Indeed, with two teenagers and with an interest in outdoor activities, my bet is that you will find no end of pleasure in using a 70-200mm f/2.8 VR lens! The big decision is whether you want to spend big bucks for focal lengths shorter than that, or longer, or both. I'd buy that one first. Then sort of watch and see which end of the range you bounce off of most often... (Also take note of how often you are just so happy that it is sharp enough wide open at both ends of the zoom range, because that is why that lens is better than one costing half the price.)

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    I'm one of those techie types that Floyd was describing that likes to play with the tools, and occasionally likes to take pictures with them too.

    I'm also one who likes wide angle lenses a lot, but I know that I'm in the minority on this preference. I might even buy the 12-24 before I bought the camera to use it, but like Floyd, I wouldn't recommend anyone else do that if they aren't very sure they really like using wide lenses.

    I also think you ought to buy one or two moderate zoom range lenses in the 17-200 range, but perhaps not one lens covering it all. After using it/them for a while you would be in a better position to know what you really want. It may be that after a short time you will run out and get the 12-24, but it also may be that you find yourself with no interest in going wider than 18mm, and what you really want is a 400mm lens. Why spend $900 figuring that out? You'll have plenty to learn with just the camera body and a simple lens.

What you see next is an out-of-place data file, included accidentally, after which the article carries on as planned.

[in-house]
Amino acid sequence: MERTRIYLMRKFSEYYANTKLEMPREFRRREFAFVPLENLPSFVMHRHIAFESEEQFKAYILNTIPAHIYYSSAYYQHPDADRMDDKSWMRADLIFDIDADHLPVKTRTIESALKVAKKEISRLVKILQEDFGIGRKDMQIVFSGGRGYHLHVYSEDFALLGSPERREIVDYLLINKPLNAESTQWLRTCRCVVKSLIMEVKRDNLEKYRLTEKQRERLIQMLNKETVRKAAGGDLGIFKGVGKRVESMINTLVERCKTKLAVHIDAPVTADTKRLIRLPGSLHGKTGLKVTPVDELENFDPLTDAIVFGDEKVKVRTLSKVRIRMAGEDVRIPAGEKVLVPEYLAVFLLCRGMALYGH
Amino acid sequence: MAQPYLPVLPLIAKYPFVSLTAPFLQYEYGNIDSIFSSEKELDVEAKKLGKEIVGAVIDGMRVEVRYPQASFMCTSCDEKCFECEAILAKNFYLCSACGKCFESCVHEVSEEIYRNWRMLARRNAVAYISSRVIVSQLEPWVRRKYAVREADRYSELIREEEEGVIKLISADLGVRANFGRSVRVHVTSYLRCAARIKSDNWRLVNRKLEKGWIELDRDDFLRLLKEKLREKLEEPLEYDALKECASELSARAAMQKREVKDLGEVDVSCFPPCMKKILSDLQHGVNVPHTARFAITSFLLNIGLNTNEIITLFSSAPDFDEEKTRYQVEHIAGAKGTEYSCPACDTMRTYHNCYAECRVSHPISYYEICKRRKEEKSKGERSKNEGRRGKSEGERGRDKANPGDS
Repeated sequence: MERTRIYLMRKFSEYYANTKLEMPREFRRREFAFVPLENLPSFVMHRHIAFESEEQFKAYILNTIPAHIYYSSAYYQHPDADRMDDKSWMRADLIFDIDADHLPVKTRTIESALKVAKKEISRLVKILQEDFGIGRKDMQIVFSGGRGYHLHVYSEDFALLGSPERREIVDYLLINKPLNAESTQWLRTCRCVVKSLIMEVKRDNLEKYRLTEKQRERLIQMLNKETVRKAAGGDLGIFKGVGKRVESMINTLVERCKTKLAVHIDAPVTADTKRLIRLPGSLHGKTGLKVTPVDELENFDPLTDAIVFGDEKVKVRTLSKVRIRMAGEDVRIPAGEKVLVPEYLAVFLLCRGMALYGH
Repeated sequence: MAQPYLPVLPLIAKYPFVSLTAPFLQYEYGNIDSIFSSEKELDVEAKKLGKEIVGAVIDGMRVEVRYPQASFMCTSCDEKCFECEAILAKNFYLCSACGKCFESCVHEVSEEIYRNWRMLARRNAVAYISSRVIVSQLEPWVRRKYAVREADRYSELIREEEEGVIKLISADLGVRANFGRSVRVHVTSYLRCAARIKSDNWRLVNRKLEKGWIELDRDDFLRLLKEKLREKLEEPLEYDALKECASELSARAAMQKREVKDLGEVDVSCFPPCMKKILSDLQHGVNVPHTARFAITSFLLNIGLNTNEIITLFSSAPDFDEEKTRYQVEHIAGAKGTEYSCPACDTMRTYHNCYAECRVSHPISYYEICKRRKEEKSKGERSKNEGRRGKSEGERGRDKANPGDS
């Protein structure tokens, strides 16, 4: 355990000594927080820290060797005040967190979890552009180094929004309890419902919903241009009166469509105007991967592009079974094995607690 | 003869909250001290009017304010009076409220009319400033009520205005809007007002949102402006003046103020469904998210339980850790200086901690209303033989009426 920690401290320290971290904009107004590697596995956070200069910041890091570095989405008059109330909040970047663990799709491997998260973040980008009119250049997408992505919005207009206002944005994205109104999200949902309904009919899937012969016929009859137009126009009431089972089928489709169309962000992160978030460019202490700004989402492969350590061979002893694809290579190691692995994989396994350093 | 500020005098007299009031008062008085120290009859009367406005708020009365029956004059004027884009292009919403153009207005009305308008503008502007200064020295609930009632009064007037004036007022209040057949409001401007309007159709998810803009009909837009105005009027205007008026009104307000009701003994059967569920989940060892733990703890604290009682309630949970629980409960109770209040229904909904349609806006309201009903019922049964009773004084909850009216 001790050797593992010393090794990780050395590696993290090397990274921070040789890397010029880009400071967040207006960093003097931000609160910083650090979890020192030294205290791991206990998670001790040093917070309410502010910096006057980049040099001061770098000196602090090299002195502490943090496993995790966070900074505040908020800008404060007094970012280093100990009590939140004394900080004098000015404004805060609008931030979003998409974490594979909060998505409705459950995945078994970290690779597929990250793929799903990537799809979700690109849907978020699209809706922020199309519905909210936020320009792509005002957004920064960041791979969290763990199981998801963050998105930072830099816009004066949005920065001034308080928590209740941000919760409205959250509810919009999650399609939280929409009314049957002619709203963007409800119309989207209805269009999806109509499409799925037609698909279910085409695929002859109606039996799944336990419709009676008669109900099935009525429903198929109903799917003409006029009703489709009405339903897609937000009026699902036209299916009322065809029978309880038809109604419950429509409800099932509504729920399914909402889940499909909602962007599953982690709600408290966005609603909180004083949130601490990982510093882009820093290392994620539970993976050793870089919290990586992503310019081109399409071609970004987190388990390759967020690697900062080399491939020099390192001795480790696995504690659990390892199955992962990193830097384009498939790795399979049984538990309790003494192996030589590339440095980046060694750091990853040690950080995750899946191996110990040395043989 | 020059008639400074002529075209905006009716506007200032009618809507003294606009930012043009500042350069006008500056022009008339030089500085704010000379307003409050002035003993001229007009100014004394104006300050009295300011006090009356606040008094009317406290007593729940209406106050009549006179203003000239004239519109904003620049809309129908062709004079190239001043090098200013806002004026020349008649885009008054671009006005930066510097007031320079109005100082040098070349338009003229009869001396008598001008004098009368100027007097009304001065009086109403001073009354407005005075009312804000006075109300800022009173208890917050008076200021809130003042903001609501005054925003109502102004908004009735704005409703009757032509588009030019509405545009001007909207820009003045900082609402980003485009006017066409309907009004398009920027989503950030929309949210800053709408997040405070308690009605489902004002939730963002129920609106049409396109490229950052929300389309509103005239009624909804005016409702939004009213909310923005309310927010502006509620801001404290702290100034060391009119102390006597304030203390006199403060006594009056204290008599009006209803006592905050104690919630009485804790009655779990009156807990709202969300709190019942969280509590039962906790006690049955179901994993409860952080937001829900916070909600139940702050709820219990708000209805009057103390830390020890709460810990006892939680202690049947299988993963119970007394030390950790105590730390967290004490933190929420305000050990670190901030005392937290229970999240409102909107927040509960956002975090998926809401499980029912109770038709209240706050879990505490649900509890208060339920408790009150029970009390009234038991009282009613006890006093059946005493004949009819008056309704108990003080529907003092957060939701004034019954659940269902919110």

The 18-200 VR is perhaps the best lens of it's type (although Canon's new 18-200 IS looks interesting too), but anything with that range is going to have to make optical compromises, and the Nikon is no exception. There are good reasons why someone might want a one lens solution for part time use, but if I was buying an expensive camera I would want lenses that could actually deliver the quality the camera is capable of. That said, I am thinking of buying just such a lens for the few times I only want one lens to think about. I'm waiting for a few reports on the new Tamron 18-270 -- Talk about range! -- Talk about compromises! Wow! -- We'll see.

    Right now, when I want to travel light I take a 17-55 f/2.8, and a 10-17mm fisheye zoom. (Yeah, I'm a whacked out wide freak!) If I have room I take a 100mm f/2. I have longer lenses, but generally I rarely look for anything longer than 100mm. But like I said, I'm not not normal. So I keep wondering what I would do with a 200mm or 270mm lens on my camera all the time. Different strokes...

    Also, the Nikon 12-24 f/4 is a very good lens, but for about half the money you can get the Tokina 12-24 f/4 that is about 98% as good. Just another option to consider.

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    I guess I'm just a glutton for punishment, but I usually have my 20/2.8, 50/1.8, 60/2.8 macro, 80-200/2.8, and 300/f4 in my bag at any given time.

    I like your choice for the 70-200/2.8 VR - you will NOT be disappointed with that lens. You might want to start looking at the 24-70/2.8 - another VERY impressive lens in the ~$1,500 range, and it also gives outstanding results.

    Have fun - you'll soon become assimilated to the Nikonian family . . .and probably suffer from NAS (Nikon Acquisition Syndrome) like the rest of us . . .and there is no cure

    Have fun,

    SH